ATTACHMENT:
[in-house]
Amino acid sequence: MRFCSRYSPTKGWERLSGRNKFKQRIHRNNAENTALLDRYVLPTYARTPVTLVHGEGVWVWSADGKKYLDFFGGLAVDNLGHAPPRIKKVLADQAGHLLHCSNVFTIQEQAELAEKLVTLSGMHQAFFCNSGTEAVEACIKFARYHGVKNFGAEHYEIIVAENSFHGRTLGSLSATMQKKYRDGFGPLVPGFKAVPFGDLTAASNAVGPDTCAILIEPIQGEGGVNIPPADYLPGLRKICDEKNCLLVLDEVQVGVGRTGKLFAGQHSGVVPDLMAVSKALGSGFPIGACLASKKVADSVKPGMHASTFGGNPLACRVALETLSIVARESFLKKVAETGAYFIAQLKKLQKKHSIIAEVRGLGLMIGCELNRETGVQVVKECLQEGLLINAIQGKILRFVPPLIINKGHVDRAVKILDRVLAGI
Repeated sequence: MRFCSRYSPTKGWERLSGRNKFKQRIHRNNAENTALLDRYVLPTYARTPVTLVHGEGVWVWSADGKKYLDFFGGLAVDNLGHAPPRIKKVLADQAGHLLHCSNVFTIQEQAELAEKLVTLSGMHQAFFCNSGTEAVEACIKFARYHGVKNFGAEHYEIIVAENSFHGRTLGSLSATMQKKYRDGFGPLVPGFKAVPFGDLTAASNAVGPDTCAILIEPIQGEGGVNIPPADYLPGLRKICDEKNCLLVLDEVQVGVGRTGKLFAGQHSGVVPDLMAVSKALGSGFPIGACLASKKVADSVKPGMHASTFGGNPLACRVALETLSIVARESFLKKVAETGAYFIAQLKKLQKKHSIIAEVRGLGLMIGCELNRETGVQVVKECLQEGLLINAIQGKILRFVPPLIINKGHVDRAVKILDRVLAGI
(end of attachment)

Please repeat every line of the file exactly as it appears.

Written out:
[in-house]
Amino acid sequence: MRFCSRYSPTKGWERLSGRNKFKQRIHRNNAENTALLDRYVLPTYARTPVTLVHGEGVWVWSADGKKYLDFFGGLAVDNLGHAPPRIKKVLADQAGHLLHCSNVFTIQEQAELAEKLVTLSGMHQAFFCNSGTEAVEACIKFARYHGVKNFGAEHYEIIVAENSFHGRTLGSLSATMQKKYRDGFGPLVPGFKAVPFGDLTAASNAVGPDTCAILIEPIQGEGGVNIPPADYLPGLRKICDEKNCLLVLDEVQVGVGRTGKLFAGQHSGVVPDLMAVSKALGSGFPIGACLASKKVADSVKPGMHASTFGGNPLACRVALETLSIVARESFLKKVAETGAYFIAQLKKLQKKHSIIAEVRGLGLMIGCELNRETGVQVVKECLQEGLLINAIQGKILRFVPPLIINKGHVDRAVKILDRVLAGI
Repeated sequence: MRFCSRYSPTKGWERLSGRNKFKQRIHRNNAENTALLDRYVLPTYARTPVTLVHGEGVWVWSADGKKYLDFFGGLAVDNLGHAPPRIKKVLADQAGHLLHCSNVFTIQEQAELAEKLVTLSGMHQAFFCNSGTEAVEACIKFARYHGVKNFGAEHYEIIVAENSFHGRTLGSLSATMQKKYRDGFGPLVPGFKAVPFGDLTAASNAVGPDTCAILIEPIQGEGGVNIPPADYLPGLRKICDEKNCLLVLDEVQVGVGRTGKLFAGQHSGVVPDLMAVSKALGSGFPIGACLASKKVADSVKPGMHASTFGGNPLACRVALETLSIVARESFLKKVAETGAYFIAQLKKLQKKHSIIAEVRGLGLMIGCELNRETGVQVVKECLQEGLLINAIQGKILRFVPPLIINKGHVDRAVKILDRVLAGI